Using the realisations of the animal status across the iterations (unexposed animals have status = 0, exposed and infected have status = 1), it is possible to calculate the probability for each animal to be in one status or the other, \( {P}_i^{\exp } \); animals without zero FEC will always be in the infected status. The animals that were estimated to be unexposed, i.e. the animals with status = 0, in each sample of the Markov Chain were excluded from further analyses, allowing the use of simple statistical tools to analyse the remaining dataset for each sample.

Correlations between phenotypes

Considering FEC, IgA and the realisations of animal status, \( {P}_i^{\exp } \), the Kendall’s rank correlation coefficient was used to estimate the relationships among these three parameters. We used Kendall’s rank because it is an appropriate non-parametric hypothesis test. Correlations were calculated in R, using the ‘ltm’ package [26], for each sample of the Markov Chain and the average across the samples is reported below.

Results

Descriptive statistics of the phenotypic data

Faecal egg counts and larval identification: Faecal egg counts of GIN ranged from 0 to 1,290 epg. In 64 % of the faecal samples no eggs were detected. The FEC mean and total variance were 38.2 (±105.9) and 11,218.9 respectively. The FEC distribution was heavily skewed to the right and showed a high level of over-dispersion (Fig. 3a). The Shapiro-Wilk test for the FEC data indicated a clear deviation from normality (p-value < 2.2 x10-16). Most of the eggs detected in positive samples were strongyle-type.
Fig. 3

Distribution of (a) faecal egg counts and (b) plasma IgA across the 529 Spanish adult Churra ewes

Apart from the GIN eggs, other parasite eggs were detected in faeces: 13.3 % of the sheep sampled had D. dendriticum eggs, with a range of 0–1,035 epg; 2.9 % had Trichuris spp. eggs (0–30 epg), two animals (0.9 %), had Moniezia spp. eggs (0–1,035 epg) and one ewe had Capillaria spp eggs at a concentration of 15 eggs per gram.

After collecting L3 from coprocultures, we identified the following genera of GIN: Trichostrongylus spp. (49.3 %), T. circumcincta (48.6 %), Nematodirus spp. (1.4 %) and Cooperia spp. (0.7 %). In all flocks, we confirmed the presence of T. circumcincta. We also observed a number of lungworm larvae, though they were not identified to the species level.

IgA activity in the serum samples: For individual animals, the mean ODR was 4.1 (±4.3), showing a range between 0.09 and 32.9; the ODR variance was 18.4. The distribution of IgA activities was positively skewed (Fig. 3b) with most of the sheep displaying relatively low IgA values, and only a few sheep presenting particularly high levels of IgA.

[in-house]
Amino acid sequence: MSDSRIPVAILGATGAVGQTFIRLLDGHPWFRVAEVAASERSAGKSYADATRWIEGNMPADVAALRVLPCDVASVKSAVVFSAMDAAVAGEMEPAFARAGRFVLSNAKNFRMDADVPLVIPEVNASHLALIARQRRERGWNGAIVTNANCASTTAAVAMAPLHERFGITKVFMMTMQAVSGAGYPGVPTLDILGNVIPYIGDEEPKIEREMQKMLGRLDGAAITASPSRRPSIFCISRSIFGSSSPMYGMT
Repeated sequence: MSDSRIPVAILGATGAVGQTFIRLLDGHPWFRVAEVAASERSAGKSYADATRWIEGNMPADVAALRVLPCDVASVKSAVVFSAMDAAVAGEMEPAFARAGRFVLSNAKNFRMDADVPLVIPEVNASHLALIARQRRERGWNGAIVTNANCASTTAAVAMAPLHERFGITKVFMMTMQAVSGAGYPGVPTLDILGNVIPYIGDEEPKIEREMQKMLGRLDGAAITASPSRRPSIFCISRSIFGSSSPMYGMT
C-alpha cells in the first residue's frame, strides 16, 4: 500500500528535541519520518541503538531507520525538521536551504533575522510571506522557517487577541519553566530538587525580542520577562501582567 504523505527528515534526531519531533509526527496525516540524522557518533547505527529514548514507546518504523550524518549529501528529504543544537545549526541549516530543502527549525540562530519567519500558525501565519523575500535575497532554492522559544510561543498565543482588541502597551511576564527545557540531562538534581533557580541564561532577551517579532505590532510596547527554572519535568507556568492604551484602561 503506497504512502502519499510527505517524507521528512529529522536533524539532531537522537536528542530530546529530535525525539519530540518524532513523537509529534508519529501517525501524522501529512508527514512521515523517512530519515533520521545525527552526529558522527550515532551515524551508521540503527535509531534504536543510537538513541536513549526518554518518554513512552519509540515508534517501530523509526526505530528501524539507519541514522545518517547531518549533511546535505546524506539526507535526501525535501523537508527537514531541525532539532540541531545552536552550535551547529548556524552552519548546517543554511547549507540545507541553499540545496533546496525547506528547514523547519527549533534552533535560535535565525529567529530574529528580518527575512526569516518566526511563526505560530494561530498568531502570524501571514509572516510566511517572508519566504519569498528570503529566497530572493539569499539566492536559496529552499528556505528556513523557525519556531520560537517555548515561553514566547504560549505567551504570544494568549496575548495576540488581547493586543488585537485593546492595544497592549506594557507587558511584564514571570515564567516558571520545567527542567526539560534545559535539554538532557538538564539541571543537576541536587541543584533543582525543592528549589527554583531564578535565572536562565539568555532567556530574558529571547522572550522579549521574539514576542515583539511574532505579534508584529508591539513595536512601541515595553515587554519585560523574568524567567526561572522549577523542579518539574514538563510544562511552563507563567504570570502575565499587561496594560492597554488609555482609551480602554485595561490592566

The Shapiro-Wilk test indicated a clear deviation from the normality (p-value < 2.2 x10-16). The Kolmogorov-Smirnov test indicated that the IgA was not gamma distributed (p-value = 0.0088), however this is due to the long tail of high IgA values. If the analysis is done with 10 animals less (effectively cutting the max IgA values to 20), the test indicates that the data is indeed gamma distributed (p-value = 0.21).

Zero-inflation parameter and extension of the ZINB model for FEC data

To verify that the data is zero inflated, a likelihood ratio test was performed comparing the ZINB model to a simpler NB model, with a p-value of the likelihood ratio test = 6.62 x10-5, which indicates that the zero-inflated model provides a better fit to the data. The mean of the zero-inflation parameter was 0.38, this indicates that on average, 38 % of all the animals were not exposed and infected since the last anthelmintic treatment (2 months before the samples were taken), therefore it was estimated that 328 ewes were infected at sampling, even though only 190 had non-zero FEC. The zero-inflation parameter credible interval was much narrower when using the extended ZINB model as opposed to the ZINB model using FEC data only (from 0.013–0.46 to 0.25–0.49). The distribution of the probability of being exposed across all the animals in the data is shown in Fig. 4.
Fig. 4

Probability of being exposed and infected, \( {P}_i^{\exp } \), for the 529 animals sampled, which is calculated from the realisations of animal status (unexposed vs exposed) across the samples of the MCMC chain

Associations between phenotypes

The associations between phenotypes was calculated for the subset of animals that were considered exposed to the infection based on the implementation of the extended ZINB model (status = 1) in each sample of the Markov Chain. The correlations between Neggs, IgA and the estimated probability of being exposed to infection \( \left({P}_i^{\exp}\right) \) are shown in Table 1. The phenotypic correlation between plasma IgA and number of eggs was close to zero and not statistically significant, while animal status was positively correlated to the number of eggs and IgA.
Table 1

Estimated correlations in the Churra sheep population

 

Neggs

IgA

\( {P}_i^{\exp } \)

Neggs

1

0.012

0.67**

IgA

 

1

0.18**

\( {P}_i^{\exp } \)

  

1

Neggs is the number of eggs counted, IgA is the activity of IgA in serum (Optical density ratio) and \( {P}_i^{\exp } \) is the probability of being exposed

**P < 0.001

Discussion